One factor weighing heavily on the administration is the effect the new tailpipe limits could have on jobs, like those at Ford’s century-old Rouge manufacturing complex, about 40 miles east of the E.P.A. laboratory.

There, autoworkers and their union leaders worry about what the coming regulation means for their future. They have good reason: electric vehicles require fewer than half the number of workers to assemble than cars with internal combustion engines.

“We know we will lose jobs through this at some point,” said Mark DePaoli, a vice president of the United Auto Workers Local 600, in a recent interview at the local’s headquarters near the Ford plant in Dearborn.

To understand what’s at stake, compare the chassis of the Ford F-150 pickup truck — the top-selling passenger vehicle in the United States — with its all-electric version, both built at the Rouge complex. The gas-powered F-150 is composed of thousands of small metal parts and pieces and is assembled by 4,200 employees in the conventional truck plant. The all-electric Ford F-150 is essentially a giant battery attached to motors and wheels that is built by about 720 workers next door, at the Rouge Electric Vehicle Center.

As the transition from gasoline-powered to all-electric speeds up, one of the roughly 150,000 unionized auto jobs nationwide that could be lost might belong to Steve Noffke, who has built internal combustion engines for Ford for 25 years.

“I’m not opposed to electric vehicles, don’t get me wrong,” Mr. Noffke, 69, said. “If this transition is going to take place, we understand that.; most of us have been through transitions before. But we as workers shouldn’t have to pay for it.”

Mr. Noffke noted that his industry has seen plenty of disruption to this point. The 1994 North American Free Trade Agreement sent thousands of auto manufacturing jobs to Mexico. The 2008 financial crisis pushed automakers to the brink of collapse. Advances in automation continue to replace people with robots.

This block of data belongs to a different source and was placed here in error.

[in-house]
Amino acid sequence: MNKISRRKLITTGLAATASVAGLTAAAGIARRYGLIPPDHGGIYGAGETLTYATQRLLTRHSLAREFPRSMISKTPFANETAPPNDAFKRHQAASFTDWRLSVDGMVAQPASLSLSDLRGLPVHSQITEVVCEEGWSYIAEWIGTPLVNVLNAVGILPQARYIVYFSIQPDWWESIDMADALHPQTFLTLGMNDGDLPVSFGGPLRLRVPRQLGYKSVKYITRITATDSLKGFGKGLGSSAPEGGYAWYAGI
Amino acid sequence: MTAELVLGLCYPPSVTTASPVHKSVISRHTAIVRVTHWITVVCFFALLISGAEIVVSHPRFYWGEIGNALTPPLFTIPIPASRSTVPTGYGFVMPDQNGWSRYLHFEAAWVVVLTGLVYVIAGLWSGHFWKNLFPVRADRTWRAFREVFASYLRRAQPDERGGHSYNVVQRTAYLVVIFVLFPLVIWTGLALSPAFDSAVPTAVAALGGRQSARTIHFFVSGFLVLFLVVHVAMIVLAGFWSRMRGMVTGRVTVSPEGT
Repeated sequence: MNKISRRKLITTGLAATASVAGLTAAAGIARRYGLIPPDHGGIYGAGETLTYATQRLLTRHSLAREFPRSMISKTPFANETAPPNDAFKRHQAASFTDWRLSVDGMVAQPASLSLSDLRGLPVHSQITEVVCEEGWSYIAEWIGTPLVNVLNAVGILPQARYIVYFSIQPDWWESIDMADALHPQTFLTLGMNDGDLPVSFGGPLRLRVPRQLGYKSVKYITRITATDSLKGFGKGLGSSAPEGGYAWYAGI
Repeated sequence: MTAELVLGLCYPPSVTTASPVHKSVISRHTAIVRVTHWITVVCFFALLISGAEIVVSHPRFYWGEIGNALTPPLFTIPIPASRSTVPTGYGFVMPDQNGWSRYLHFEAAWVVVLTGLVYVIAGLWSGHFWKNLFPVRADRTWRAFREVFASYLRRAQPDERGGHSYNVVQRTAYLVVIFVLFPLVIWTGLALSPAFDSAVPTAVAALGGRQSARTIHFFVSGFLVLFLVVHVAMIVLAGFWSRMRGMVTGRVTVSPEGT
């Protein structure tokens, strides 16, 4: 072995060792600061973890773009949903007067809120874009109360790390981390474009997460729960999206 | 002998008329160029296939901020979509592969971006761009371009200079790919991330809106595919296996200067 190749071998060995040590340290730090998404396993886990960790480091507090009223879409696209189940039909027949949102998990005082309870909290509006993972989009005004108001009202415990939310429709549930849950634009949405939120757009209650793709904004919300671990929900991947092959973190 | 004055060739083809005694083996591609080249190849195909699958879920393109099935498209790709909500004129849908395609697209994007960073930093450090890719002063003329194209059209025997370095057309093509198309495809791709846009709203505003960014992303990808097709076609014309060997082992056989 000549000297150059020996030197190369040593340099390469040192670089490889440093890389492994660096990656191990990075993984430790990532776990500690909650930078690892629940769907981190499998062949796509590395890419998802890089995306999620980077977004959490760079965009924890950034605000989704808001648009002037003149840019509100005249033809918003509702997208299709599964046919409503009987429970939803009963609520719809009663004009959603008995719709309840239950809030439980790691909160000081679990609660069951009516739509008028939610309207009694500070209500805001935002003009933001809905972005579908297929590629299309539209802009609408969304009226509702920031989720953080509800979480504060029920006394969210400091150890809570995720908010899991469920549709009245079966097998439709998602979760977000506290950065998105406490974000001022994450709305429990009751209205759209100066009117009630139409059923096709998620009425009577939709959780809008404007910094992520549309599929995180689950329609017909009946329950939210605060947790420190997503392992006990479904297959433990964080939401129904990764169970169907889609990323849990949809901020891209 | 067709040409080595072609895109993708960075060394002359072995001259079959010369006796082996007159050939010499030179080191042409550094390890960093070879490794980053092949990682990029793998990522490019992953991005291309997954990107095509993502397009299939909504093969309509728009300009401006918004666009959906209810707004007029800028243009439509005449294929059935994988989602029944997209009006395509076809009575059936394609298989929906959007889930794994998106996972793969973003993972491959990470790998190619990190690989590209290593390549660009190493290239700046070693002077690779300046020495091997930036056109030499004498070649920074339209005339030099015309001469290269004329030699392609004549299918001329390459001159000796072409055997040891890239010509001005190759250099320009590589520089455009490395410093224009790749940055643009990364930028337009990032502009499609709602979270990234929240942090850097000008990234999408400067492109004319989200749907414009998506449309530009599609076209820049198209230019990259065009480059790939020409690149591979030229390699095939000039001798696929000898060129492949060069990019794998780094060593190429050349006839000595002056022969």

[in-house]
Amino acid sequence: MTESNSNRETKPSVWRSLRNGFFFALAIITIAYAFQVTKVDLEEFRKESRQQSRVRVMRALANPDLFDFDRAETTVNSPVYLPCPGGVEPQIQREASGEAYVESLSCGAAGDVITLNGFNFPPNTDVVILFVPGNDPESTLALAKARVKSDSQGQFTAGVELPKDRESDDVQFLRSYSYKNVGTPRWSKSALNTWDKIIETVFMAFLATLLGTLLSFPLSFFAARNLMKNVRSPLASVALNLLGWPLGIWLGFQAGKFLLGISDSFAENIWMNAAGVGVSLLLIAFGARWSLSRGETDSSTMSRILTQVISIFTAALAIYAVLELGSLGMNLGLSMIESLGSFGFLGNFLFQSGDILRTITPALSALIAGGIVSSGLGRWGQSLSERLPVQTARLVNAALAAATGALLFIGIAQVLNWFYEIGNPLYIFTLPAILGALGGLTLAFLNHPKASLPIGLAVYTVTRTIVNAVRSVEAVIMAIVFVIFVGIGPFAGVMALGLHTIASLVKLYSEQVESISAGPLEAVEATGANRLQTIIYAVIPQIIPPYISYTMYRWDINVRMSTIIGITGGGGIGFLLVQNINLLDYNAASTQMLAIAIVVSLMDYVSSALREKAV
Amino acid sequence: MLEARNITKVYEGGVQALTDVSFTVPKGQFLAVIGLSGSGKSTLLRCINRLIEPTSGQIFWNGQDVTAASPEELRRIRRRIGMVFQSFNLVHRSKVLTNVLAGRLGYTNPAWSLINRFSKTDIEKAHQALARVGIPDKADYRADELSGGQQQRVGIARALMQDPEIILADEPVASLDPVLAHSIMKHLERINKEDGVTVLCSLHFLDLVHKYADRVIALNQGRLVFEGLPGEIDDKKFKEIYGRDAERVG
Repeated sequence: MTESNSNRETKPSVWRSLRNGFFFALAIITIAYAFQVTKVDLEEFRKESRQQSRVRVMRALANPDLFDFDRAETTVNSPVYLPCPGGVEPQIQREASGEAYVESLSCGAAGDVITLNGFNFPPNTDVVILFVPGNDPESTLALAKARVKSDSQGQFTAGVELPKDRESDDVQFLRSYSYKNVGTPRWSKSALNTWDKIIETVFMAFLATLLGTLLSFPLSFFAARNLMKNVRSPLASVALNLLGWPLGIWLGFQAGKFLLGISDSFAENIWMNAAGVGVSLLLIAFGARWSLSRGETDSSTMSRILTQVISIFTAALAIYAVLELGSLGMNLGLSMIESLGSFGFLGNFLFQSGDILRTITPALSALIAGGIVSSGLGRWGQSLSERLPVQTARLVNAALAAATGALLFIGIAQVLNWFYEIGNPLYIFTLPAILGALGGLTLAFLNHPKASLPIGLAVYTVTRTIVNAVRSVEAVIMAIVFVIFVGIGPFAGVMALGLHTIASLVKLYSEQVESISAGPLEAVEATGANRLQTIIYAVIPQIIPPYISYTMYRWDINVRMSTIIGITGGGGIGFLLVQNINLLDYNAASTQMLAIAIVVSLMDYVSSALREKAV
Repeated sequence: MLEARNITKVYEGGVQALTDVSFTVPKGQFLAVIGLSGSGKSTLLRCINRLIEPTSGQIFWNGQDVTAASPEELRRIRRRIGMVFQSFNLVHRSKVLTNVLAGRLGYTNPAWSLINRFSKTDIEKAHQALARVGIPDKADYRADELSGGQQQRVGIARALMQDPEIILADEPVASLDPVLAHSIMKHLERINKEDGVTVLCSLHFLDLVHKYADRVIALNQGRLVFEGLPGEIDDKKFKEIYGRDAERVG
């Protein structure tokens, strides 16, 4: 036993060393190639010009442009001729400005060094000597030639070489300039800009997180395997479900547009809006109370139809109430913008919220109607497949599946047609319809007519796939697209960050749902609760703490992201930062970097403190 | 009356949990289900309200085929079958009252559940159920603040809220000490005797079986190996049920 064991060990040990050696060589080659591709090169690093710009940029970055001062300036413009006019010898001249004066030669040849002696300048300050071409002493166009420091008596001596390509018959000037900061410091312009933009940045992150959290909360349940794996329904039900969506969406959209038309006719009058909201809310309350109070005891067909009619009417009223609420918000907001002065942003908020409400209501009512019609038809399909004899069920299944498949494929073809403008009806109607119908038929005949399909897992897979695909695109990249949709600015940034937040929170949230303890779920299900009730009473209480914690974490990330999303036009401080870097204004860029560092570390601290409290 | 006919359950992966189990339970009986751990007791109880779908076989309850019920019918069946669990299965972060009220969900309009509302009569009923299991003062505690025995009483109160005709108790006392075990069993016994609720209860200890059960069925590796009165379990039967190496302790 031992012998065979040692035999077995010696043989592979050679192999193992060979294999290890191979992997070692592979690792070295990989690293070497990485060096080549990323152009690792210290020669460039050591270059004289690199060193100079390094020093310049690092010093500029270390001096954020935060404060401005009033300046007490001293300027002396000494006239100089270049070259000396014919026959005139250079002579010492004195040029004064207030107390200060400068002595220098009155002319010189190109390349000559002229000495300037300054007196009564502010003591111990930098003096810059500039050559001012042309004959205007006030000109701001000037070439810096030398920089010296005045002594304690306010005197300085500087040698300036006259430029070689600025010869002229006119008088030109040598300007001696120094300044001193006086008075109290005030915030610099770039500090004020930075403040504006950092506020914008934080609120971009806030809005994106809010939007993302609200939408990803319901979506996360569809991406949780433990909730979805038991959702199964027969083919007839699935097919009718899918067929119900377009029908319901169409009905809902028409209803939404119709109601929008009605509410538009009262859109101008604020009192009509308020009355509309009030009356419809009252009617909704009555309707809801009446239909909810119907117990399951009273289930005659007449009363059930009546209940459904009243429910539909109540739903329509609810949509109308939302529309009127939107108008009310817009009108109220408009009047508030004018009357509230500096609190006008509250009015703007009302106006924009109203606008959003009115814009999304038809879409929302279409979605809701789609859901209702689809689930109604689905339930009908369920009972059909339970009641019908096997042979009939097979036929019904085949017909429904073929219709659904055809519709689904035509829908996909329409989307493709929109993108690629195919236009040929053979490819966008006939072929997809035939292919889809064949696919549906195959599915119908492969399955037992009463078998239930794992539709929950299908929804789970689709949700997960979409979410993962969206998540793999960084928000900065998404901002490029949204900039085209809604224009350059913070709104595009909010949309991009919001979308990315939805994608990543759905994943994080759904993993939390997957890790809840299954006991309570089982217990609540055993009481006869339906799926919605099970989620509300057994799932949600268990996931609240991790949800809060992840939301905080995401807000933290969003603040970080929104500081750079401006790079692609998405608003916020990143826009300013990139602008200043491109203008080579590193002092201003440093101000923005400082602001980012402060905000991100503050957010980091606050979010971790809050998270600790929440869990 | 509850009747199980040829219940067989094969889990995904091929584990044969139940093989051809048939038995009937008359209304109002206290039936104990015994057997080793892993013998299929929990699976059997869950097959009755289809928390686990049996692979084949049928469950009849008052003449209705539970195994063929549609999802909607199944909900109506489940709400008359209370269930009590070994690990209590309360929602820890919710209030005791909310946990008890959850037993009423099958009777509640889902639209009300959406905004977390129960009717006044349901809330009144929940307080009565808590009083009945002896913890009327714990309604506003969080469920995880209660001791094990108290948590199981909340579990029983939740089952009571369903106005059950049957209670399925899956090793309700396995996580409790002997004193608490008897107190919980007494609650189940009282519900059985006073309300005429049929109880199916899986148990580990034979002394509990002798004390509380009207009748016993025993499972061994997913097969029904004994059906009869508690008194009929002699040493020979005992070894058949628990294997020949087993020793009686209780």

In Dearborn, scars from some of that dislocation are still evident in empty factories, an abandoned Payless Shoes store, a boarded-up Brown’s Bun Bakery.

But the changes being wrought by electric vehicles are significantly more jarring, Mr. Noffke said. “We’ve never seen anything like what’s coming now,” he said.

Angela Powell, 46, who drives a forklift in Ford’s electric vehicle assembly plant, could emerge as one of the winners in the new automotive landscape.

“To come from the old building and see the new vehicles, the state-of-the-art technology, it’s amazing,” said Ms. Powell, who previously worked on the assembly line in Ford’s conventional truck plant. “Who would have ever thought we would be here at this point? It’s an exciting time.”

Still, Ms. Powell worries about what will happen if the change is not managed well. If the government tries to effectively end the sale of new gasoline-powered cars by 2035, what happens if consumers don’t buy electric vehicles? What if they’re too expensive, or there aren’t enough charging stations, or supply chain disruptions slow down production?

“If this thing doesn’t go over right, will I have a job to come into the next day?” she said.

Another concern is that many of the new electric vehicle factories and battery plants are opening in Southeastern states like Georgia, Alabama and Tennessee, where the political culture is historically hostile to organized labor, and wages and benefits are typically lower than in unionized plants.

“If you go to one of these start-ups, or even a Ford plant where that isn’t a union job, you’re going to be making big sacrifices economically,” Mr. Noffke said.